It is hard to identify the true genre of M for several different reasons. First off, the film was created before genre conventions were established. Thus, as a result, many different scenes have different vibes and style that is not modern conventional genres (Horror, comedy, etc). The film also lacks a soundtrack that would help establish the mood of the film. Some would argue that it is a horror film because the film is about a serial killer. However, I disagree with this label because the film does not revolve around the children's and mothers' point of view. It does not try to invoke the same fear and suspense that the characters experience in the film. Some also label it as a melodrama. I also disagree with this because the film does not emphasize the emotions of the characters. You dont feel any personal connection to any particular character in the film. Rather, the film tells a story that involves many different characters with different intentions. It is for this reason that the film, in my opinion, is a criticism on society as a whole, not on any particular individual. The ending is the pinnacle example of this theme, where the killer argues that at least he isn't lazy and selfish like the other criminals. That it is beyond his control. Even when the lawyer argues it is unlawful to kill him, the crowd of criminals rush towards him to kill him anyway. Pretty decent movie overall, although I felt some parts dragged on for too long. If I were to see this movie back when it was released, however, I dont know if I would have had that opinion considering its one of the first movies ever. 3/5 in my modern eye.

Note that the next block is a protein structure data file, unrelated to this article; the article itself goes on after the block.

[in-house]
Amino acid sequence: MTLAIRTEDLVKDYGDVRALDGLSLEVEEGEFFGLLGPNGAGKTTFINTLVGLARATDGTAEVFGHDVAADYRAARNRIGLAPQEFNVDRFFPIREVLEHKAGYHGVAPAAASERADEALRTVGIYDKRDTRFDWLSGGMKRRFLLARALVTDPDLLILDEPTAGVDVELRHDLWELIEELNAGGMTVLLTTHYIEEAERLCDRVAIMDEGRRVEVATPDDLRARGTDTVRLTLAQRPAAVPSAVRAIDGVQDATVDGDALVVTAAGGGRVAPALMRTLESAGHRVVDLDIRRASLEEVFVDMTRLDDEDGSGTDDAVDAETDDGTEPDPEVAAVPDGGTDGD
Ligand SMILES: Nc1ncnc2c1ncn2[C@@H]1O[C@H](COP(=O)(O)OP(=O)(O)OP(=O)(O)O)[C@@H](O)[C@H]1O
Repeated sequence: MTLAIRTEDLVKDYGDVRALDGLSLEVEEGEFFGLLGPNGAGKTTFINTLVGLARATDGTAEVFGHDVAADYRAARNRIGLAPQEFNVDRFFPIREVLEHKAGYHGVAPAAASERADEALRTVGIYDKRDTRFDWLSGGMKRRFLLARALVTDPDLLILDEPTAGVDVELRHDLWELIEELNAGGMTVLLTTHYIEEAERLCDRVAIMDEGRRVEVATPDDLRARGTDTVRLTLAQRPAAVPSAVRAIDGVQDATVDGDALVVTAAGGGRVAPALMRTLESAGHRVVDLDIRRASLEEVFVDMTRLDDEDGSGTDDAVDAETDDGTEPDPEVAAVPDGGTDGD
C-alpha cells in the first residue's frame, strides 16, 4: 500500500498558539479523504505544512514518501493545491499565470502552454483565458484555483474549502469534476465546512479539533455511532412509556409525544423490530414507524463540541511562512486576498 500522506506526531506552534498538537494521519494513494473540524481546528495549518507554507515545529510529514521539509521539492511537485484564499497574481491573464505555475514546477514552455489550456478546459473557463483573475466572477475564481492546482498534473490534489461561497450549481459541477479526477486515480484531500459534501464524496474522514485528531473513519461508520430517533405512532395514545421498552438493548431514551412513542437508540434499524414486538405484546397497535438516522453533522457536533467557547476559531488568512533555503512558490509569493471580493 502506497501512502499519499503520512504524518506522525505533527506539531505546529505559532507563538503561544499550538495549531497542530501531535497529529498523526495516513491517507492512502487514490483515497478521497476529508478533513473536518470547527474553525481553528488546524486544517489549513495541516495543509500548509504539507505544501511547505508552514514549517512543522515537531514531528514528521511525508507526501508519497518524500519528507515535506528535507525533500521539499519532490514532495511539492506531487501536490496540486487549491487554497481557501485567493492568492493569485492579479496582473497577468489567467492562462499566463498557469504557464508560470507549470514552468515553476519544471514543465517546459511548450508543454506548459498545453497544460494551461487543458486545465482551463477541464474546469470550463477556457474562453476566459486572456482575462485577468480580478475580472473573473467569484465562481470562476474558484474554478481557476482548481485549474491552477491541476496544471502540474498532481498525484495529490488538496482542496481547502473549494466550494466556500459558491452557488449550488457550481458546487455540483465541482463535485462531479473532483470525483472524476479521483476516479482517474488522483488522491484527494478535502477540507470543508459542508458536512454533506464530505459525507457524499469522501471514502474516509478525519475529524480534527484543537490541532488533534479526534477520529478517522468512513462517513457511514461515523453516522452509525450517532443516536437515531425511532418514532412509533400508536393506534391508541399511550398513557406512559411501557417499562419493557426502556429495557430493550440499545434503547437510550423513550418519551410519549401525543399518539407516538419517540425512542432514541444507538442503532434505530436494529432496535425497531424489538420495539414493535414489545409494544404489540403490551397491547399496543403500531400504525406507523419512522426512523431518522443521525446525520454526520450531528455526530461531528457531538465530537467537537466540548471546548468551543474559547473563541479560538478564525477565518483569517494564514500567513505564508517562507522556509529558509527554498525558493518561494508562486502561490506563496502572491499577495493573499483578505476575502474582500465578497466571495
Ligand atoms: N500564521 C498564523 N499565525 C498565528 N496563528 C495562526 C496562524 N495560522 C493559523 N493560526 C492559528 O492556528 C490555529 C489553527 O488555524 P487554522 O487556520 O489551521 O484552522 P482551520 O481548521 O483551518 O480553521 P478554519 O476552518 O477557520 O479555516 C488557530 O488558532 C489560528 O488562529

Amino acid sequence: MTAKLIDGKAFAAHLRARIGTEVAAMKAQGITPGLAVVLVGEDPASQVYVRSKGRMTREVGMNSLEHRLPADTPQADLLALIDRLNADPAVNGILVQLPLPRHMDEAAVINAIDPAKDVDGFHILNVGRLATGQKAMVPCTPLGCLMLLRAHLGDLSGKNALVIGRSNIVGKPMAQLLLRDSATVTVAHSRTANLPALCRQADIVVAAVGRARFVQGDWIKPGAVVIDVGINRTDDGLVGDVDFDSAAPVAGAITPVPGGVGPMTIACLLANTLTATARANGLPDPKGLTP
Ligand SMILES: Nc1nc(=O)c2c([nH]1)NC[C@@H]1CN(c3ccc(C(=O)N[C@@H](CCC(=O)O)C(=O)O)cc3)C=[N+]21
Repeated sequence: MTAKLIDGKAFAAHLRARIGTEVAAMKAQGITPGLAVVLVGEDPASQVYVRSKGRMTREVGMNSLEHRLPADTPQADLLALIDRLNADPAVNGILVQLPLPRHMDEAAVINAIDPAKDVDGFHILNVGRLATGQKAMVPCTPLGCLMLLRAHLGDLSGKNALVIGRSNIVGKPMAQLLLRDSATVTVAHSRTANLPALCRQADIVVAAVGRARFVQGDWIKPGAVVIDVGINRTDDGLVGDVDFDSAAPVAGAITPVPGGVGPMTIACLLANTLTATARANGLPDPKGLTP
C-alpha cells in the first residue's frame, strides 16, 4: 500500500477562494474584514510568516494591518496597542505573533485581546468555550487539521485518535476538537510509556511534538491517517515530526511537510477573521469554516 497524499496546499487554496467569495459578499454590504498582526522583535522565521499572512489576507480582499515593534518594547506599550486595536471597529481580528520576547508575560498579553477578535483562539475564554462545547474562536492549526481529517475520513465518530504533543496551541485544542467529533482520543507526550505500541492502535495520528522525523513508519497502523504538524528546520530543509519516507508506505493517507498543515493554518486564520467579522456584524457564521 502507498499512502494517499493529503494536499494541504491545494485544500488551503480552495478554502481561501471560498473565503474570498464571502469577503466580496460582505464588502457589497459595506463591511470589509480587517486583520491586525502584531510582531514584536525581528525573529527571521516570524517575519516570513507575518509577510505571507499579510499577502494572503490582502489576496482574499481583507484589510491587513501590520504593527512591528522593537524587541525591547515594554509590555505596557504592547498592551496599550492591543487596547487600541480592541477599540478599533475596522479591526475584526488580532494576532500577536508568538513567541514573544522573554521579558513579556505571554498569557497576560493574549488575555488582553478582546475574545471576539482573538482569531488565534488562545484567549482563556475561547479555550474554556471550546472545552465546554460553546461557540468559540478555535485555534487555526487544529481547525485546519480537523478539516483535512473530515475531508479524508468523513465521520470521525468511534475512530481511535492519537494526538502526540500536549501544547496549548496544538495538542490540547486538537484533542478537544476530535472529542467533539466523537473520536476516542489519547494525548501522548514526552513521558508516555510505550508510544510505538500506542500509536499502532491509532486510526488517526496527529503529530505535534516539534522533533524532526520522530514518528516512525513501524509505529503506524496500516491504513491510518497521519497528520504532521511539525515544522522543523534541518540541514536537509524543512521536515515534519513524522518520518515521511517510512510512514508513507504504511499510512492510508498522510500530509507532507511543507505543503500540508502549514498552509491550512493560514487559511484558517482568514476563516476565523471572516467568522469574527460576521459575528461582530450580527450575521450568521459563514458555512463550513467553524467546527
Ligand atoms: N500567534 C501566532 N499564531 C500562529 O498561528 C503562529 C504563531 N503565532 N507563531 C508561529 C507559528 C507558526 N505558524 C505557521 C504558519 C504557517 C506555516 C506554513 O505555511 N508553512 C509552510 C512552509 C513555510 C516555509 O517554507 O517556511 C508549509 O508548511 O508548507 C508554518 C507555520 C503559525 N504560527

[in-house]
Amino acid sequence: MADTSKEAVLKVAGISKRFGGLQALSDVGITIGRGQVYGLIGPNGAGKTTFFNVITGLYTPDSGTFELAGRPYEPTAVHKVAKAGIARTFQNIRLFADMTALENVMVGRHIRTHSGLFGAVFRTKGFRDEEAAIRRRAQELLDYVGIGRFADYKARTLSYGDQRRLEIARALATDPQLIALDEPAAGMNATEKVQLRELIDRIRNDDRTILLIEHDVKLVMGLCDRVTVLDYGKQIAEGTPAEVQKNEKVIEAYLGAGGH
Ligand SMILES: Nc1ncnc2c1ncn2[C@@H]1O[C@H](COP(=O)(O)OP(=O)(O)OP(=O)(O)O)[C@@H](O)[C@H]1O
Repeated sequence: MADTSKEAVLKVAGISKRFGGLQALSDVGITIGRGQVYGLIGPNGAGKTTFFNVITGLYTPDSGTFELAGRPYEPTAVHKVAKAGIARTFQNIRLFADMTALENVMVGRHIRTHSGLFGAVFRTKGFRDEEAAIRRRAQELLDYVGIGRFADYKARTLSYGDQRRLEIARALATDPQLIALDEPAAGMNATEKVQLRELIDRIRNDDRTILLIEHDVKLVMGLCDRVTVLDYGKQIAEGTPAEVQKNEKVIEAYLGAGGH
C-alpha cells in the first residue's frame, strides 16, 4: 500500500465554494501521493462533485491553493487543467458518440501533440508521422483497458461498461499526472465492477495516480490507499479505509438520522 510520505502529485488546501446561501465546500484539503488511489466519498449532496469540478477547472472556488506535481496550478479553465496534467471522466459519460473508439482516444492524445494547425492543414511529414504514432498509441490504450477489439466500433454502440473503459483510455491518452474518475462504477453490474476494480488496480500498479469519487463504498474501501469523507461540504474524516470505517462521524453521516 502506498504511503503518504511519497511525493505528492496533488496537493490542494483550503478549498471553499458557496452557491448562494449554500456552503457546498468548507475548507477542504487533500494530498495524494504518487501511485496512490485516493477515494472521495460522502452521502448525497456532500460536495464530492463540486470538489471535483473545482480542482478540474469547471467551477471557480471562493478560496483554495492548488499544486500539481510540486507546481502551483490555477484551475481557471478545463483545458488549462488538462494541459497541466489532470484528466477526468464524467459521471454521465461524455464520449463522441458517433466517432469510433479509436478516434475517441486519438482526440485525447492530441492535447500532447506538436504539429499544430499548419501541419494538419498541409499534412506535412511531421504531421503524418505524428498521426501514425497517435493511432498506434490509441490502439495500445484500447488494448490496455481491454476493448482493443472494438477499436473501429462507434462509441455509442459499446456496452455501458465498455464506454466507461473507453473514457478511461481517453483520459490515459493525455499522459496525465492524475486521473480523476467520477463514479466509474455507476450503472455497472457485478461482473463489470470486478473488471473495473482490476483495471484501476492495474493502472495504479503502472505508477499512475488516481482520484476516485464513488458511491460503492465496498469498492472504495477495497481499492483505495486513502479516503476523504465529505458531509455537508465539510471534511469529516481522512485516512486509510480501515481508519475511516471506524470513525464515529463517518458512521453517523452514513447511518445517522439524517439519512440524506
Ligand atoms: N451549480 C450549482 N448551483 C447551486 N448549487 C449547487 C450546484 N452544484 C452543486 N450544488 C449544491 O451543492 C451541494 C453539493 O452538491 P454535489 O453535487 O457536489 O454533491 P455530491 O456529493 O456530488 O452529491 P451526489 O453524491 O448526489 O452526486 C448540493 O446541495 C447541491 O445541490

Sunday, September 8, 2013


This film is almost 90 years old, yet its entertainment value has not began to decay. Timeless may be a good description. This is largely in part due to the carefully choreographed stunts, physical comedy, and editing techniques that creates laughs, excitement, and surreal visual effects. One scene in particular that I will analyze is the "pool table scene."

In this scene, the thieves plan to kill Sherlock Jr. by making him hit an explosive cleverly disguised as a 13 pool ball. The thief demonstrates by throwing the ball out the window and the camera then cuts to a separate scene of a vague object hitting the ground and exploding. This way, the producers of the film were able to get the message across without actually building a 13 ball grenade. They then invite Sherlock Jr. to play a game of pool. Sherlock Jr. manages to hit every single ball with expertise without ever scraping the 13 ball. He hops over it, grazes mere centimeters around it, hits the balls touching it, etc. The thing that makes this impressive is the still camera angle showing this all in one shot. This decision was wise because it shows you that the expert-level pool playing is real and not just "movie magic" with lots of cuts and different angles.

I loved this movie. The stunts were genius and entertaining. The editing pushed the limits of what movies could do (i.e. the scene where he jumps 'inside' the movie screen, or the scene where his dream ghost exits his body). An influential piece of cinema for sure. 4.5/5

An Introduction.

I love movies and have for a long time. I am the token "movie buff" within my group of friends. I like the idea of creating whole new worlds to explore and travel within. Creating alternate versions of our reality that are both conceivable and surreal images non-existent in our reality. A moving painting. I hope I get to watch awesome films in this class that I have not seen before, as well as learn many editing, filming, acting techniques. I also look forward to debates and differing viewpoints from other students in my class.

Saturday, September 7, 2013


This blog will now be used to critique and analyize movies from the 20s all the way to the 10s. Each week will be a new decade and a new movie.